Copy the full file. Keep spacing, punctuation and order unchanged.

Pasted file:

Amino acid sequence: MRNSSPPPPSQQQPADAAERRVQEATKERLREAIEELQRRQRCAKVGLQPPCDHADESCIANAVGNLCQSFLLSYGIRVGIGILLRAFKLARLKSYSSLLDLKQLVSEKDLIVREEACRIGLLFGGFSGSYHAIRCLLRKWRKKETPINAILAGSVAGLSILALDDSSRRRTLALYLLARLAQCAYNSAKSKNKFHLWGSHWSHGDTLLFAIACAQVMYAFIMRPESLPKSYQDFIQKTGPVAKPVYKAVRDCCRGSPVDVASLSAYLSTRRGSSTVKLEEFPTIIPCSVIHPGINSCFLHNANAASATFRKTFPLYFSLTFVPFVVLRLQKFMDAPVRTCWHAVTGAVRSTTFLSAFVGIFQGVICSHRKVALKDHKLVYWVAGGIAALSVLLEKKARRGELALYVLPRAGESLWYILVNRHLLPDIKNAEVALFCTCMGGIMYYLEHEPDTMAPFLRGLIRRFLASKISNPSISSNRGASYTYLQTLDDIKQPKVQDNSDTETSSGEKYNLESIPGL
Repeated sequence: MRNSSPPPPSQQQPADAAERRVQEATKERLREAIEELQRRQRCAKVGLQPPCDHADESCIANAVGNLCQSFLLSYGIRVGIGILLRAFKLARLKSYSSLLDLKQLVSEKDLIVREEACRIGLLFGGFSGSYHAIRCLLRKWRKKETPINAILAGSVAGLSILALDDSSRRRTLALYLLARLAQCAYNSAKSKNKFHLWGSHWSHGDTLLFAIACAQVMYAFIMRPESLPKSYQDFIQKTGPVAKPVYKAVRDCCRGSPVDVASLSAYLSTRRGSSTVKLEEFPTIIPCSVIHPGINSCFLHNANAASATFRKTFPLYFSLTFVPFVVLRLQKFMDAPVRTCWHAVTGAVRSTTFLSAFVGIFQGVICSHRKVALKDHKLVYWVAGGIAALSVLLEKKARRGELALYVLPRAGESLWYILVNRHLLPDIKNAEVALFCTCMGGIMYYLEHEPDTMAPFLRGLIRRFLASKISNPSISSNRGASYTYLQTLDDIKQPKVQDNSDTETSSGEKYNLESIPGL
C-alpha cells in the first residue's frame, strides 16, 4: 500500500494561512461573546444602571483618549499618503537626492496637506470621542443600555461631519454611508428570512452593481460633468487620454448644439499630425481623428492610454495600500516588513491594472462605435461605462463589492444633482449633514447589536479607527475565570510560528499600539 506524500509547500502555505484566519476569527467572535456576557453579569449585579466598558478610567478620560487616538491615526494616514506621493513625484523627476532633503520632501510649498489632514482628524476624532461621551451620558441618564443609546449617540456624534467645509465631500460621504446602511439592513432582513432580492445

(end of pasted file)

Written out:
Amino acid sequence: MRNSSPPPPSQQQPADAAERRVQEATKERLREAIEELQRRQRCAKVGLQPPCDHADESCIANAVGNLCQSFLLSYGIRVGIGILLRAFKLARLKSYSSLLDLKQLVSEKDLIVREEACRIGLLFGGFSGSYHAIRCLLRKWRKKETPINAILAGSVAGLSILALDDSSRRRTLALYLLARLAQCAYNSAKSKNKFHLWGSHWSHGDTLLFAIACAQVMYAFIMRPESLPKSYQDFIQKTGPVAKPVYKAVRDCCRGSPVDVASLSAYLSTRRGSSTVKLEEFPTIIPCSVIHPGINSCFLHNANAASATFRKTFPLYFSLTFVPFVVLRLQKFMDAPVRTCWHAVTGAVRSTTFLSAFVGIFQGVICSHRKVALKDHKLVYWVAGGIAALSVLLEKKARRGELALYVLPRAGESLWYILVNRHLLPDIKNAEVALFCTCMGGIMYYLEHEPDTMAPFLRGLIRRFLASKISNPSISSNRGASYTYLQTLDDIKQPKVQDNSDTETSSGEKYNLESIPGL
Repeated sequence: MRNSSPPPPSQQQPADAAERRVQEATKERLREAIEELQRRQRCAKVGLQPPCDHADESCIANAVGNLCQSFLLSYGIRVGIGILLRAFKLARLKSYSSLLDLKQLVSEKDLIVREEACRIGLLFGGFSGSYHAIRCLLRKWRKKETPINAILAGSVAGLSILALDDSSRRRTLALYLLARLAQCAYNSAKSKNKFHLWGSHWSHGDTLLFAIACAQVMYAFIMRPESLPKSYQDFIQKTGPVAKPVYKAVRDCCRGSPVDVASLSAYLSTRRGSSTVKLEEFPTIIPCSVIHPGINSCFLHNANAASATFRKTFPLYFSLTFVPFVVLRLQKFMDAPVRTCWHAVTGAVRSTTFLSAFVGIFQGVICSHRKVALKDHKLVYWVAGGIAALSVLLEKKARRGELALYVLPRAGESLWYILVNRHLLPDIKNAEVALFCTCMGGIMYYLEHEPDTMAPFLRGLIRRFLASKISNPSISSNRGASYTYLQTLDDIKQPKVQDNSDTETSSGEKYNLESIPGL
C-alpha cells in the first residue's frame, strides 16, 4: 500500500494561512461573546444602571483618549499618503537626492496637506470621542443600555461631519454611508428570512452593481460633468487620454448644439499630425481623428492610454495600500516588513491594472462605435461605462463589492444633482449633514447589536479607527475565570510560528499600539 506524500509547500502555505484566519476569527467572535456576557453579569449585579466598558478610567478620560487616538491615526494616514506621493513625484523627476532633503520632501510649498489632514482628524476624532461621551451620558441618564443609546449617540456624534467645509465631500460621504446602511439592513432582513432580492445